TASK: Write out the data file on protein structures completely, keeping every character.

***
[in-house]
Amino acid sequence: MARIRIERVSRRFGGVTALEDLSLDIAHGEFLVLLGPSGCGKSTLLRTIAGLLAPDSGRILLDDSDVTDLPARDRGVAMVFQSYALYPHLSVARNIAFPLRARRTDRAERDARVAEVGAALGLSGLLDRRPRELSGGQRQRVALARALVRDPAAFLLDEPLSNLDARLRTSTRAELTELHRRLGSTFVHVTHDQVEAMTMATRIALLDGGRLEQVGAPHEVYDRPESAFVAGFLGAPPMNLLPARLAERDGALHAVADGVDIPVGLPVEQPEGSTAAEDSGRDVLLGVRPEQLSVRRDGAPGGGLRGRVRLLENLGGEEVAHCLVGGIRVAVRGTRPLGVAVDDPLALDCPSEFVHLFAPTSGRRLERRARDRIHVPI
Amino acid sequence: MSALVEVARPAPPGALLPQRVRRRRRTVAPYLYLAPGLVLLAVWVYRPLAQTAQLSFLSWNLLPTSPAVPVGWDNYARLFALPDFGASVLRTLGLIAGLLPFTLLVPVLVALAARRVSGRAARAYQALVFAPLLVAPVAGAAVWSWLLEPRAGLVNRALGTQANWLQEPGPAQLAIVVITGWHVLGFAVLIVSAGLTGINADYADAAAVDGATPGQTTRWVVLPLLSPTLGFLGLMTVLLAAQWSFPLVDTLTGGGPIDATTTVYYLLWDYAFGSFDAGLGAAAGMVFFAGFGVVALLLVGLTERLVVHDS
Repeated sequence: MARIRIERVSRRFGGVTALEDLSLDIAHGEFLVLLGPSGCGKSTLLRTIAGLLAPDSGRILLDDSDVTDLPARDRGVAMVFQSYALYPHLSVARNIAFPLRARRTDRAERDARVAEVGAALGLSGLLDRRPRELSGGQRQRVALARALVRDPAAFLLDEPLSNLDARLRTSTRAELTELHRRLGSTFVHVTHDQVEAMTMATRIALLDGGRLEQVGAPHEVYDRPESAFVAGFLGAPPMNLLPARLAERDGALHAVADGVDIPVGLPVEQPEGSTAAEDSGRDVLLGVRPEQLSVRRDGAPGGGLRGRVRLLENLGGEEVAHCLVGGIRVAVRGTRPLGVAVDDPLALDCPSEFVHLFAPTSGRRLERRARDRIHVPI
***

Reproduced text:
[in-house]
Amino acid sequence: MARIRIERVSRRFGGVTALEDLSLDIAHGEFLVLLGPSGCGKSTLLRTIAGLLAPDSGRILLDDSDVTDLPARDRGVAMVFQSYALYPHLSVARNIAFPLRARRTDRAERDARVAEVGAALGLSGLLDRRPRELSGGQRQRVALARALVRDPAAFLLDEPLSNLDARLRTSTRAELTELHRRLGSTFVHVTHDQVEAMTMATRIALLDGGRLEQVGAPHEVYDRPESAFVAGFLGAPPMNLLPARLAERDGALHAVADGVDIPVGLPVEQPEGSTAAEDSGRDVLLGVRPEQLSVRRDGAPGGGLRGRVRLLENLGGEEVAHCLVGGIRVAVRGTRPLGVAVDDPLALDCPSEFVHLFAPTSGRRLERRARDRIHVPI
Amino acid sequence: MSALVEVARPAPPGALLPQRVRRRRRTVAPYLYLAPGLVLLAVWVYRPLAQTAQLSFLSWNLLPTSPAVPVGWDNYARLFALPDFGASVLRTLGLIAGLLPFTLLVPVLVALAARRVSGRAARAYQALVFAPLLVAPVAGAAVWSWLLEPRAGLVNRALGTQANWLQEPGPAQLAIVVITGWHVLGFAVLIVSAGLTGINADYADAAAVDGATPGQTTRWVVLPLLSPTLGFLGLMTVLLAAQWSFPLVDTLTGGGPIDATTTVYYLLWDYAFGSFDAGLGAAAGMVFFAGFGVVALLLVGLTERLVVHDS
Repeated sequence: MARIRIERVSRRFGGVTALEDLSLDIAHGEFLVLLGPSGCGKSTLLRTIAGLLAPDSGRILLDDSDVTDLPARDRGVAMVFQSYALYPHLSVARNIAFPLRARRTDRAERDARVAEVGAALGLSGLLDRRPRELSGGQRQRVALARALVRDPAAFLLDEPLSNLDARLRTSTRAELTELHRRLGSTFVHVTHDQVEAMTMATRIALLDGGRLEQVGAPHEVYDRPESAFVAGFLGAPPMNLLPARLAERDGALHAVADGVDIPVGLPVEQPEGSTAAEDSGRDVLLGVRPEQLSVRRDGAPGGGLRGRVRLLENLGGEEVAHCLVGGIRVAVRGTRPLGVAVDDPLALDCPSEFVHLFAPTSGRRLERRARDRIHVPI